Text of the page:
County Fair Rose
The dainty pink flowers of ‘County Fair,’ a new rose this season, are a welcome change from the often harsh red blooms of most living fence roses.
Bred for low cost and ease of maintenance, ‘County Fair’ will grow either as an informal bush or as a trimmed hedge to four feet tall.
It is one of the summer-long flowering kinds in this class. The new Hybrid 311 is another.
Planters For Roses Need Plenty of Root Room
For use in planters, the floribundas are ideally suited. Some, like ‘Frolic,’ will drape themselves pleasingly over a wall; others, like ‘Vogue,’ are more upright to give a tailored effect.
They should be at least 3’ feet wide and 2’ feet deep and filled with a soil mixture of three parts loam, one part rotted manure, and one part peat moss.
Periodically through the growing season, feed the rose plants with complete plant food. Cottonseed meal has proved to be a valuable plant food supplement in places where the soil tends to be alkaline.
Roses In Tree Branches
You can use roses for bank covers, too. Some of the pillar types are good for this purpose, such as `High Noon,’ Don Juan,’ and mild climates, ‘Mermaid.’
Arch their branches over gently and peg them to the earth with wires bent to a hairpin shape. This encourages buds along the stems to break either into flowering stems or strong branches.
Because this type of rose is so vigorous, you can achieve a lavish display on a bank with only a few plants. However, if you wish instead to use floribunda roses as a bank or ground cover, you can get an entirely different effect.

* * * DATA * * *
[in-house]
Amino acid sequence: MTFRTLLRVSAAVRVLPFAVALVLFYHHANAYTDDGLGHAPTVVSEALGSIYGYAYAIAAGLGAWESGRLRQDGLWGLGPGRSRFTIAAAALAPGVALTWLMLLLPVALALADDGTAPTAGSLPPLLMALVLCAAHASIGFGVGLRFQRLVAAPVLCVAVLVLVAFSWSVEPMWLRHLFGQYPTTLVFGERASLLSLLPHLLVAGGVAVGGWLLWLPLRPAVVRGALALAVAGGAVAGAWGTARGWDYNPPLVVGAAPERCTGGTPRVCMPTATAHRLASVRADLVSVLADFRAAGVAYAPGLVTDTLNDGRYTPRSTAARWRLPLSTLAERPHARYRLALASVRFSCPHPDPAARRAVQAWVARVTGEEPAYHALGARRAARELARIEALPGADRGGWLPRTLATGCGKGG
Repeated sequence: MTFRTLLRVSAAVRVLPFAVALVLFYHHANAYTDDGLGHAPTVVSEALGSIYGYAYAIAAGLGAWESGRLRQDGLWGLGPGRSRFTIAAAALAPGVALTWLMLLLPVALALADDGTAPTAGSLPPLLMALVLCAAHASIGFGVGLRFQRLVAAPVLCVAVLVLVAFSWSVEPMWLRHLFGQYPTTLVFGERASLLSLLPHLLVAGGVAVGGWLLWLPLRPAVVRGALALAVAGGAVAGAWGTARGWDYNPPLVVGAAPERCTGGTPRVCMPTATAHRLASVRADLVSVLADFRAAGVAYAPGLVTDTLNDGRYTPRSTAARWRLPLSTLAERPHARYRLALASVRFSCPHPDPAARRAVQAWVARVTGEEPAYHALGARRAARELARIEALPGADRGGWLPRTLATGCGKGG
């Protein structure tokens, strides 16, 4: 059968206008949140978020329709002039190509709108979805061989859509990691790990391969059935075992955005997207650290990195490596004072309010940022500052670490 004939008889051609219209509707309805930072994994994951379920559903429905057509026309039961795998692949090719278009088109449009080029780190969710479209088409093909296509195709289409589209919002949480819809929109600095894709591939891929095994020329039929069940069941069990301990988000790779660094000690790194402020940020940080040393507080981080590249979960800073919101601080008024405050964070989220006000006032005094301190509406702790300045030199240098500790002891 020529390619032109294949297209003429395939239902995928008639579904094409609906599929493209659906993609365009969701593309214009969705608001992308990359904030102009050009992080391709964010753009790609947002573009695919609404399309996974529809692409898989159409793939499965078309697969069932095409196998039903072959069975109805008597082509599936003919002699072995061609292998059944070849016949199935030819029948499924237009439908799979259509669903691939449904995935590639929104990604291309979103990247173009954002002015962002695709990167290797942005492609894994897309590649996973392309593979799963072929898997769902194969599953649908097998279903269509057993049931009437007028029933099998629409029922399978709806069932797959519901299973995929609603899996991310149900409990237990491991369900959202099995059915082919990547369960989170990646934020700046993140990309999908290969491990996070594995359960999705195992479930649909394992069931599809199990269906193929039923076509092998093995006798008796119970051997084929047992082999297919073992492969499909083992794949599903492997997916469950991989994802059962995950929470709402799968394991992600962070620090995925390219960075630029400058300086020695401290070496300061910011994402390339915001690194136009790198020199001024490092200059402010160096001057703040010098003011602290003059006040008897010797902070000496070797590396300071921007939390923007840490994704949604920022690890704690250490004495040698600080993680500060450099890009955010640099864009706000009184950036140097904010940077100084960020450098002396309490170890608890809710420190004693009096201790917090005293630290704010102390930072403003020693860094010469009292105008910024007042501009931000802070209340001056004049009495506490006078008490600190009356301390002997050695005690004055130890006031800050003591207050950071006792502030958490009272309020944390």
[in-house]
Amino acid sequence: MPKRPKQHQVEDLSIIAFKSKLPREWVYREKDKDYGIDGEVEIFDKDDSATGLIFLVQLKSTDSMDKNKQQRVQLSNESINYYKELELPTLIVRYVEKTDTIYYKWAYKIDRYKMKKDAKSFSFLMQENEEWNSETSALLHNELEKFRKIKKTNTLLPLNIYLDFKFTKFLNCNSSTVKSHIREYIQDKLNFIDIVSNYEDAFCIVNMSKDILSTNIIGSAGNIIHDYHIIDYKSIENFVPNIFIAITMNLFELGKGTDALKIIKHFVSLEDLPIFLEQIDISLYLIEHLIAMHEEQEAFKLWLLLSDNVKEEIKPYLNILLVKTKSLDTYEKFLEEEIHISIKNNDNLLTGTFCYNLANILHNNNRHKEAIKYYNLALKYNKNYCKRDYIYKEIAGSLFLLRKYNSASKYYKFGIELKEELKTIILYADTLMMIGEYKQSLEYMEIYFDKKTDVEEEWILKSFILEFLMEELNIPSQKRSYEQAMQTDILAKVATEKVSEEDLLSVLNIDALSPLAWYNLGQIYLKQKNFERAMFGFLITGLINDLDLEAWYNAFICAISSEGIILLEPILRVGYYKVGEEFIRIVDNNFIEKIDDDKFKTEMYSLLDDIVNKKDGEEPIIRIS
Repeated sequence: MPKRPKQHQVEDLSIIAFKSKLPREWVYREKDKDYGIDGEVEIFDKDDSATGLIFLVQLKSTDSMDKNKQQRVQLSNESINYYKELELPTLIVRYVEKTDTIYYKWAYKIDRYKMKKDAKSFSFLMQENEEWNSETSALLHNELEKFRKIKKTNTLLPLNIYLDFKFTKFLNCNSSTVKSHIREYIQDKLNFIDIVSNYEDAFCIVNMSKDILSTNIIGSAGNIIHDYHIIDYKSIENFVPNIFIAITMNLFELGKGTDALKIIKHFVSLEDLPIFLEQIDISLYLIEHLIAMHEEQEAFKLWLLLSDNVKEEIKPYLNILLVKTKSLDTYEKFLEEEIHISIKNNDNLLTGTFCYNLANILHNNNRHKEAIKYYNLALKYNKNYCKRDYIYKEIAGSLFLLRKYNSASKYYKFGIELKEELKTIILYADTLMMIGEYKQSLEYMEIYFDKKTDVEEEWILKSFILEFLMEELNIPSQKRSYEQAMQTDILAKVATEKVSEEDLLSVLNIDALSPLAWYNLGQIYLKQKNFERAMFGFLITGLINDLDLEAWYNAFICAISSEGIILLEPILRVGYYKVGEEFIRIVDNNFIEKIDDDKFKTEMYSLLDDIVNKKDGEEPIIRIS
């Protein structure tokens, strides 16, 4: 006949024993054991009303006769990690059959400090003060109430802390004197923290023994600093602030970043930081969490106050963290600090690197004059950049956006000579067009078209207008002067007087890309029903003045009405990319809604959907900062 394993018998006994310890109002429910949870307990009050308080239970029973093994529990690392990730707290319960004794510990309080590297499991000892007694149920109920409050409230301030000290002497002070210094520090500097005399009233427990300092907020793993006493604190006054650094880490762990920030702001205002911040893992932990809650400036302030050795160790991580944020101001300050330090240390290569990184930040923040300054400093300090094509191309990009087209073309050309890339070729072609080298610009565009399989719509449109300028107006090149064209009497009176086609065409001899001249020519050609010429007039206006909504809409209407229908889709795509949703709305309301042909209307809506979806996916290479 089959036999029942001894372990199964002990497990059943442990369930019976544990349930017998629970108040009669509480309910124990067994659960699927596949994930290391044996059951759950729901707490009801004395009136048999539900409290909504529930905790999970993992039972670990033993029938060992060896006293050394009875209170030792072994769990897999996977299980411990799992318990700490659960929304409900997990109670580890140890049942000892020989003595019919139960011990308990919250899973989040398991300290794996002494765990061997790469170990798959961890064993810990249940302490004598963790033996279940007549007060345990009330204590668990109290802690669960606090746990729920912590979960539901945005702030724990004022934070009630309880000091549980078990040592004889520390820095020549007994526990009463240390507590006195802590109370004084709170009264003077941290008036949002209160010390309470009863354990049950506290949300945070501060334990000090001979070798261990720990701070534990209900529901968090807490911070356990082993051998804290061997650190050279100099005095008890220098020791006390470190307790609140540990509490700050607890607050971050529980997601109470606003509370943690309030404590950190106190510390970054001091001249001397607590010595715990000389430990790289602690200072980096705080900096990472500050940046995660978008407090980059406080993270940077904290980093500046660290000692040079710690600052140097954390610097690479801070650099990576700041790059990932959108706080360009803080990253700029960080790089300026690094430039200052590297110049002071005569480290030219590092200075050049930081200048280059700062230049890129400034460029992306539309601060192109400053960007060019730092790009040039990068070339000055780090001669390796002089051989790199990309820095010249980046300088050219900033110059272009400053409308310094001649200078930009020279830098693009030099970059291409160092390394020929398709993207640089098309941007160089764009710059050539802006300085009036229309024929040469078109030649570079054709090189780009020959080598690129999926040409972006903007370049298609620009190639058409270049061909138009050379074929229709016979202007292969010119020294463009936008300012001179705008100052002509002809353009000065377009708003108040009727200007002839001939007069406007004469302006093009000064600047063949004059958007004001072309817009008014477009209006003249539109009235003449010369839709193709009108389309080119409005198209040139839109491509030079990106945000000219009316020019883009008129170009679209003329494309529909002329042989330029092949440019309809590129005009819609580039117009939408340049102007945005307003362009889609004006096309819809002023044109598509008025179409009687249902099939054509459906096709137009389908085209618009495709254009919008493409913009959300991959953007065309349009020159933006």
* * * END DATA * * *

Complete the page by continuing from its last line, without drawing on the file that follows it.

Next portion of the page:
Space them four feet apart each way. They require no training. Both `Goldilocks’ and ‘Summer Snow’ are excellent kinds for this.
Landscape Use For Roses
Another landscape use for roses is to decorate otherwise flowerless trees with streamers of color for several weeks in spring.
For this specialized purpose, a good choice is either the thornless yellow Banksia rose or the apricot-hued ‘Gold of Ophir.’
(Neither of these is considered hardy for Northern winters, and in fact, this method is probably impractical wherever winter protection of roses is needed.)
The canes, of course, do not naturally twine around the tree but must be trained upward through the branches.
A good way to do this is to provide a tall, lightweight wooden stake upon which the canes may climb until they are long enough to be tied with cloth strips or soft twine to the tree branches above. Do not use wire ties, or you may injure the tree.
To keep color continuous from the ground to the top of a climbing rose, set a bush rose of the same color nearby or even in the same hole as the climber. It will furnish color around the base.
To plant a hedge of ‘Mermaid,’ set plants at least 6′ feet apart. Cut back frequently stems at first to force lower buds to break into branches.
This builds a full and thick hedge-type plant. After spring blooms, you can trim the hedge to shape it. Only occasional light pruning is needed to keep the hedge neat.
Requirements Are Easy
To keep a floribunda hedge in good condition, you must remove dead branches and prune those remaining to the height and width you want. The best time to do this is just before new growth starts in spring.
During the summer, you may occasionally need to shorten flower stems to encourage renewed bloom and keep plants at the desired height.
If you are planting a bed of different kinds of roses, group the varieties for height and color. Have high plants behind low ones, and group those of one color.
A good plant to cover bare ground in a rose planting is portulaca. It is shallow-rooted, needs little soil moisture, harbors no disease, and shades the ground well.
44659 by Margaret Wheatly